Image Credit: Whitney Pastorek for EW.com“BONNAROOOOOOOO!”
It was about 11 p.m. on Thursday night when I had my first run-in with a random screamer, a pretty blond coed in a hippie headband who got right in my face while I was taking notes on the white-boy soul of Mayer Hawthorne and the County, because I suppose I looked insufficiently engaged in my surroundings. But trust me, Mixers, from the galoshes on my feet to the humidity-matted hair on my head, I knew exactly which field was playing host to me and thousands of others this weekend. It is Bonnaroo. It is tie-dyed. And it is unmistakable.
Thursday is always a bit of a warmup day, as campers sit in traffic on the highway for hours and newbies try to get their bearings. The festival organizers did a nice job programming the half-day with bands you don’t necessarily have to know to enjoy: Here We Go Magic, Local Natives, Miike Snow, Neon Indian, The Temper Trap, and the aforementioned xx (note: “glum” [pictured] is not necessarily a bad thing) all have devoted followings, but they also work extremely well as ambient noise. Follow me after the jump for those acts and more on Day One of Tennessee’s Extreme Festival Experience.
The skies were overcast and the air thick with the potential for rain as everyone filed into the field yesterday, rutted muddy furrows in the ground making parking a nightmare and walking a contact sport. The giant thunderstorm that rocked the region on Wednesday night had left behind plenty of memories, and the smell of wet mulch did its best to stave off the pot smoke for as long as possible. The mud also gave what is usually a rather frolicsome first day a hardcore Day Three vibe — everything looked a little more bedraggled than it should at this point, including my first porta-potty, which looked like it spent the night upside down on the set of ABC’s Wipeout.
Thursday’s acts operated only on the tent stages — helpfully named, as always, This Tent, That Tent, and The Other Tent. If you are an enterprising person who doesn’t like to lose Their Friends, you can hold That Flag high in the air as you walk from stage to stage; That Flag followed me everywhere I went yesterday, and I smiled every time. I also smiled when the dude carrying the whiteboard reading, “Smile! You’re at Bonnaroo!” walked past. I grinned big at someone wearing a light-up “Taco Time!” hat, shaped like a taco. I did not smile when I saw a pack of young men stumble into the road ahead of me, drunk out of their board shorts and fried like lobsters wearing wife-beaters — it’s a marathon, not a sprint, children, and as the LOL Cats might say, if ur already passed out in a fetal position at 5 p.m. on Thursday, ur doing it wrong. Please hold it together.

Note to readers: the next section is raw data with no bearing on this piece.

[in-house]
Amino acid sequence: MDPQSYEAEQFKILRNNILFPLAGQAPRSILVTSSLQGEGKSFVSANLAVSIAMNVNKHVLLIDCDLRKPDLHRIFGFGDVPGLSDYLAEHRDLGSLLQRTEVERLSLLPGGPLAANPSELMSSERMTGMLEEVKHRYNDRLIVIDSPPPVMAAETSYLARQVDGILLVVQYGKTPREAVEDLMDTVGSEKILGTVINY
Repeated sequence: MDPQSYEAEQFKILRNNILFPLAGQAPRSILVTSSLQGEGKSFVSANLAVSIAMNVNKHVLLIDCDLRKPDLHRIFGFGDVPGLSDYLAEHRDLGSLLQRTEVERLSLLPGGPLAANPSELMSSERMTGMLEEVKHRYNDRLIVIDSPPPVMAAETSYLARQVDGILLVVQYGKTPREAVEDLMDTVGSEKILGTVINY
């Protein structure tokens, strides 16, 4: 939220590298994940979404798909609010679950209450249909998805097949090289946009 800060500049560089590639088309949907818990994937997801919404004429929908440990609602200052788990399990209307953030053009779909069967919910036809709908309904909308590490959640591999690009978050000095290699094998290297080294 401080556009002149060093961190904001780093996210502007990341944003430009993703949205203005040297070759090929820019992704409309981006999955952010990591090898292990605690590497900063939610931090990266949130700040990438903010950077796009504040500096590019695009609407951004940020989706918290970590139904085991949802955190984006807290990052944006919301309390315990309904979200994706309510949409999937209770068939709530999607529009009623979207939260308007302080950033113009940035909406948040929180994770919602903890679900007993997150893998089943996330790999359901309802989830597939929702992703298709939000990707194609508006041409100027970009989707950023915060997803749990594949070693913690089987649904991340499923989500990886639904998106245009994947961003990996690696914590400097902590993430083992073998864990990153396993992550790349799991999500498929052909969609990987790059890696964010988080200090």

My musical day started with the spunky country of Elizabeth Cook on the tiny Budweiser-sponsored Troo stage thingy. Her advice to the kids was “Hydrate!” She looked impressively cool for someone wearing a rhinestone-encrusted Manuel jacket that looked to outweigh her by about 15 pounds. To my right, in This Tent, Here We Go Magic were proving to be a far more successful festival band than I thought they’d be, thickening songs like “Collector” to an almost Explosions in the Sky-like degree. Back at Troo, I bought a CD off 19 year old Sarah Jarosz, whose somber folk on the octave mandolin was simple and engaging enough to keep a sizeable crowd (including Amy Grant) sitting and nodding on her lawn. It’s possible Sarah Jarosz officially won my heart by covering Patty Griffin’s “Long Ride Home.” I’m a total sucker.
Didn’t spend much time with Jonathan Sexton’s goofy frat folk; we’d gone over there because a friend read in his program guide that he sounded like “Kings of Leon meets Bob Marley,” but I think someone needs to rewrite that program guide. Still, I will try and find Mr. Sexton today and hug him, because he is trying to set a Guinness World Record for most hugs given in a 24 hour period. I will help him with that, and then I will slather my entire body with hand sanitizer. (Also: I wonder who Guinness sent to officiate those proceedings. I am picturing a stuffy British dude sweating in a bespoke suit, occasionally dabbing his forehead with his pocket square before continuing to make delicate hashmarks on a clipboard.)